Fig. 3

Mean regional changes in EELI compared to baseline measurements (NMB) after neuromuscular blockade, (PDT) after tracheotomy and (RM) after a subsequent recruitment maneuver, n = 29

Analysis of global and regional tidal variation in thoracic impedance was performed to test whether changes in EELI also affected regional ventilation distribution. In contrast to EELI, tidal variation in impedance did not exhibit significant changes in global nor regional ventilation compared with baseline in either of the three phases of the procedure (Figs. 4, 5).

Fig. 4

Mean global tidal variation during each measurement phase: a before neuromuscular blockade (baseline), b after neuromuscular blockade (NMB), c after tracheotomy (PDT) and d after a subsequent recruitment maneuver (RM) (n = 29; RM ANOVA; p > 0.05)

Fig. 5

Regional tidal variation within 32 horizontal rows of the right and left halves of EIT image in each measurement phase a before neuromuscular blockade (baseline), b after neuromuscular blockade (NMB), c after tracheotomy (PDT) and d after a subsequent recruitment maneuver (RM). No significant changes in regional tidal variation were detected among the four time points of our standard PDT procedure (n = 29; RM ANOVA; p > 0.05)

Accordingly, the geometrical center of tidal distribution within the thoracic cross section, the center of ventilation (CoV), did not show significant differences among the four time points (Fig. 6).

Fig. 6

Center of ventilation (CoV) describes the distribution of ventilation within the scanned thoracic cross section. A value below 50% indicates a ventrally distributed ventilation, while values above 50% indicate a preferential distribution of ventilation to the dorsal aspects of the scanned volume. No significant changes in CoV were detected among the four time points of our standard PDT procedure (n = 29; p > 0.05; RM ANOVA)

Comparison of BGA measurements at the four distinct time points of the procedure did not show significant changes in the Horovitz indices (Fig. 7).

Fig. 7

Horovitz index (paO2/FiO2) at each measurement phase: (baseline) before neuromuscular blockade, (NMB) after neuromuscular blockade, (PDT) after tracheotomy and (RM) after a subsequent recruitment maneuver, n = 29 (p > 0.05; repeated measures ANOVA)


This study showed that PDT under bronchoscopic guidance led to regionally dissimilar alterations of EELI, while tidal variation in ventilation and oxygenation remained unaffected. The observed reduction in EELI in dependent lung areas is suggestive of collapse caused by repetitive suction maneuvers and loss of PEEP [8, 18]. While effects of changes in positioning of the patients or even just the arms on the EELI are described [19], we thoroughly avoided any alterations of patients’ positioning in between the four measurements. Since bronchoscopy and concomitant suction maneuvers did not focus on dorsal lung areas, and macroaspiration and hemorrhage did not occur, the observed changes in EELI distribution most likely result from the same gravitational factors that cause formation of dorsal atelectases in supine, mechanically ventilated patients [20]. A parallel increase in EELI within the ventral aspect of the scan volume indicates increased aeration. The immediate application of a standardized RM was able to reverse dorsal reduction in EELI. Since pleural pressures imposed on ventral lung aspects are significantly lower, in these regions elevation of airway pressure during RM resulted in higher transpulmonary pressures and further increase in EELI [21].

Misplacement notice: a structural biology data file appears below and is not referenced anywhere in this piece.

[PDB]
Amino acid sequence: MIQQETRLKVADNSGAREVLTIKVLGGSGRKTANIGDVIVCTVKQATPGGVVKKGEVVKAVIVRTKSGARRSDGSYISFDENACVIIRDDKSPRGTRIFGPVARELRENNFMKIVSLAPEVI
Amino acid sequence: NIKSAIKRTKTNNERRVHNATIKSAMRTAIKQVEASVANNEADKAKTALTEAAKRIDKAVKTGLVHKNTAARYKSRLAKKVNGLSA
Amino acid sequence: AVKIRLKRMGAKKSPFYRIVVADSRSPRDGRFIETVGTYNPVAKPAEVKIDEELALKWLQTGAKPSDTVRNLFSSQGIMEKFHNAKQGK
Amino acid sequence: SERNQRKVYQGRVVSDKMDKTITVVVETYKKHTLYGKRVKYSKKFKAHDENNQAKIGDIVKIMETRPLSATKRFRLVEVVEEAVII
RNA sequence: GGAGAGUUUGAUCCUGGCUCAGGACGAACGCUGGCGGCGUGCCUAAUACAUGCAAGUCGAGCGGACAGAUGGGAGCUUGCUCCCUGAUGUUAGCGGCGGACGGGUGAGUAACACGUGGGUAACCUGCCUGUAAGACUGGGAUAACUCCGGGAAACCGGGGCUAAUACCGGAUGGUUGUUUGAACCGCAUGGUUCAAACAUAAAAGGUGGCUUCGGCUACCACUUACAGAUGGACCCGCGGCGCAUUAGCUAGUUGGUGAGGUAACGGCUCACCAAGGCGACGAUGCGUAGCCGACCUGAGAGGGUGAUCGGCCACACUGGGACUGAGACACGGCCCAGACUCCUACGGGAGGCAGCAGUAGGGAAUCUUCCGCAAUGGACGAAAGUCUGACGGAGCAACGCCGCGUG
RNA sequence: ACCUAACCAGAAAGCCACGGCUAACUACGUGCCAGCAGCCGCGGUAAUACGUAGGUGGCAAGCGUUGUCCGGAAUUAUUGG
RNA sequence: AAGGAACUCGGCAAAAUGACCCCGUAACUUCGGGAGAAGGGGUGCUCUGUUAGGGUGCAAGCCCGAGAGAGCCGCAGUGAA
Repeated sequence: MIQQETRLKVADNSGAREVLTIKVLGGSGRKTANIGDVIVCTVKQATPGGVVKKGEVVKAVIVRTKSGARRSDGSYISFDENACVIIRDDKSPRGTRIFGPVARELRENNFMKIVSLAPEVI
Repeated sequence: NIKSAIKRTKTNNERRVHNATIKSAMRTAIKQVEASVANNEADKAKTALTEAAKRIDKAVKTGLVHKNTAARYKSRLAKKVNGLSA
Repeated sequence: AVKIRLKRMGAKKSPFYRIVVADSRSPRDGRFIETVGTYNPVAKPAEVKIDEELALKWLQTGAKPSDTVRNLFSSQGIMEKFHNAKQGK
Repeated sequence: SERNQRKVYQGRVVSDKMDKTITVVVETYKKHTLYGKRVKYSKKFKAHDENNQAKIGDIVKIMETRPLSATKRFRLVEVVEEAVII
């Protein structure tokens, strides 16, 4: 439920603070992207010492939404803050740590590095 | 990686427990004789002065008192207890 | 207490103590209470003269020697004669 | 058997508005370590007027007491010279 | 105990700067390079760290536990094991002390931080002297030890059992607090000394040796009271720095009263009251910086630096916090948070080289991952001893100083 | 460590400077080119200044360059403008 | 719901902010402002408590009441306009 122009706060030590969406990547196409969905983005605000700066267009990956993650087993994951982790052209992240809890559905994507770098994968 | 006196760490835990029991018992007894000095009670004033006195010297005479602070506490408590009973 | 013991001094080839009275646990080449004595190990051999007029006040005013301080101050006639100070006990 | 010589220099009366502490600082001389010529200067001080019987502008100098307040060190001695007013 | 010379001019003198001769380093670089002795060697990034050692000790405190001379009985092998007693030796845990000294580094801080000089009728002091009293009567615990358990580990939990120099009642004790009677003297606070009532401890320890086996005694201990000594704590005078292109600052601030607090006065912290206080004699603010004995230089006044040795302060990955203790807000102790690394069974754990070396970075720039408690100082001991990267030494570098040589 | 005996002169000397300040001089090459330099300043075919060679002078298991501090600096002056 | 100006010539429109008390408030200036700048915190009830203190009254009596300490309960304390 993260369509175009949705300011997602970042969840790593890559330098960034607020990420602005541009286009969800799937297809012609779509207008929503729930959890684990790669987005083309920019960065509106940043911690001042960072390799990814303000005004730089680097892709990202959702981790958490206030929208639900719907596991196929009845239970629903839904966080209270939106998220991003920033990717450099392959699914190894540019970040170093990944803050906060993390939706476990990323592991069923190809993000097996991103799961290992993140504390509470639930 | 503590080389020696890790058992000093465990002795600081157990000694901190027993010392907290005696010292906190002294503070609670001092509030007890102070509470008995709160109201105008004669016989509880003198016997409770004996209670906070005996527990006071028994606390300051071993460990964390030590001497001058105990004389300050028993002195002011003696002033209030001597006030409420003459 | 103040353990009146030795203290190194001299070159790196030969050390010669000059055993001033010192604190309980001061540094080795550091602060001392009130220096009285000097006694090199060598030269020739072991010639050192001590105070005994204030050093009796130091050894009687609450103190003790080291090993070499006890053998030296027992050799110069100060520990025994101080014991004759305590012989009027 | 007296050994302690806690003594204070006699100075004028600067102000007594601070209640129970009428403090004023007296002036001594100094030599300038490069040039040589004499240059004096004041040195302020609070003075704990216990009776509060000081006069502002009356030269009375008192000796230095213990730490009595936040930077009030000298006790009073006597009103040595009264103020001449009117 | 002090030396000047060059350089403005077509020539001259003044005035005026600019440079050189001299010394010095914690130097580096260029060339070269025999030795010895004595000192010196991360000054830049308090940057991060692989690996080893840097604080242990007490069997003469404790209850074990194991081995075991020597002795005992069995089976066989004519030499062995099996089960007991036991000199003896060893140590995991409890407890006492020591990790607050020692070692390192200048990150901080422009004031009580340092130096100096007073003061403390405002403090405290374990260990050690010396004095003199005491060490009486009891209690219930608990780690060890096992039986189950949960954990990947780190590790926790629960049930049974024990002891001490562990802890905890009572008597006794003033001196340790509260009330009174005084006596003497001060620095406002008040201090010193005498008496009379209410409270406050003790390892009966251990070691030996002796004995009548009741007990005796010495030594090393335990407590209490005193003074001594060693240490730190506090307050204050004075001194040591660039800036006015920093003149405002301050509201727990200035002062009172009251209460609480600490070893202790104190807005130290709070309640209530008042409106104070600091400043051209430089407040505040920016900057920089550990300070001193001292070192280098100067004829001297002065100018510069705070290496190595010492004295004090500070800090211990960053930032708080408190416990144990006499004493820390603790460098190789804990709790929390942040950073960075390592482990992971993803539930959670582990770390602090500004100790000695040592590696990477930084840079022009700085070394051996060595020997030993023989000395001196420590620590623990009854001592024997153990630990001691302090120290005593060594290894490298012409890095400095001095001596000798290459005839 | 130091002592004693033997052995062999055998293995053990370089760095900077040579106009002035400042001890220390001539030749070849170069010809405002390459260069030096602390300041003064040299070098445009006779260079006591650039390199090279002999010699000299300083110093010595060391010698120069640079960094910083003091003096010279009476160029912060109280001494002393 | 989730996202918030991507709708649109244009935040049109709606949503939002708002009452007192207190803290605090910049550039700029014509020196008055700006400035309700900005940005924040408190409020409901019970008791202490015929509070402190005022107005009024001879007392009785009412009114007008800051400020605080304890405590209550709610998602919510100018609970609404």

Interestingly, analysis of tidal variation in impedance did not indicate significant changes in regional ventilation during any of the three distinct phases of the procedure. This is in contrast to previous studies which showed formation of dorsally located atelectasis upon induction of anesthesia and neuromuscular blockade in supine subjects [22,23,24]. The widely accepted concept is that paralysis of the diaphragm with subsequent compression of dorsobasal lung areas by upper abdominal organs and a decrease in thoracic diameter are the most important pathophysiological causes of “anesthesia-induced atelectasis” [25, 26]. A possible explanation for our differing observations may be given from the patient cohort studied: Patients in our study had been on respirator support with mostly controlled modes of ventilation for a mean time of more than 11 days, and general anesthesia was induced well before application of a neuromuscular blocking agent. Mandatory ventilation itself leads to diaphragmatic dysfunction [27] while general anesthesia, even without the use of muscle relaxants, causes a decrease in functional residual capacity and the formation of atelectasis [28]. Therefore, one can reason that diaphragm function was already altered by prolonged ventilator therapy and transition to mandatory ventilation upon induction of anesthesia for PDT, so that the net effect of adding a non-depolarizing muscle relaxant was too small to become apparent during our study. Another explanation for the missing effect of neuromuscular blockade could be the timing of our measurement. Though a maximum effect of rocuronium may be assumed 2 min after injection of the dosage we used, redistribution of ventilation upon the resulting changes in thoracic geometry may have taken longer than this [29]. Therefore, we may have missed the delayed effect of muscular paralysis upon lung aeration. Moreover, spatial resolution of EIT may not be sufficient to detect minor changes as it has been shown to be inferior to computed tomography scans, which are considered as gold standard of lung imaging. This means formation of subtle atelectases may have been missed in our investigation.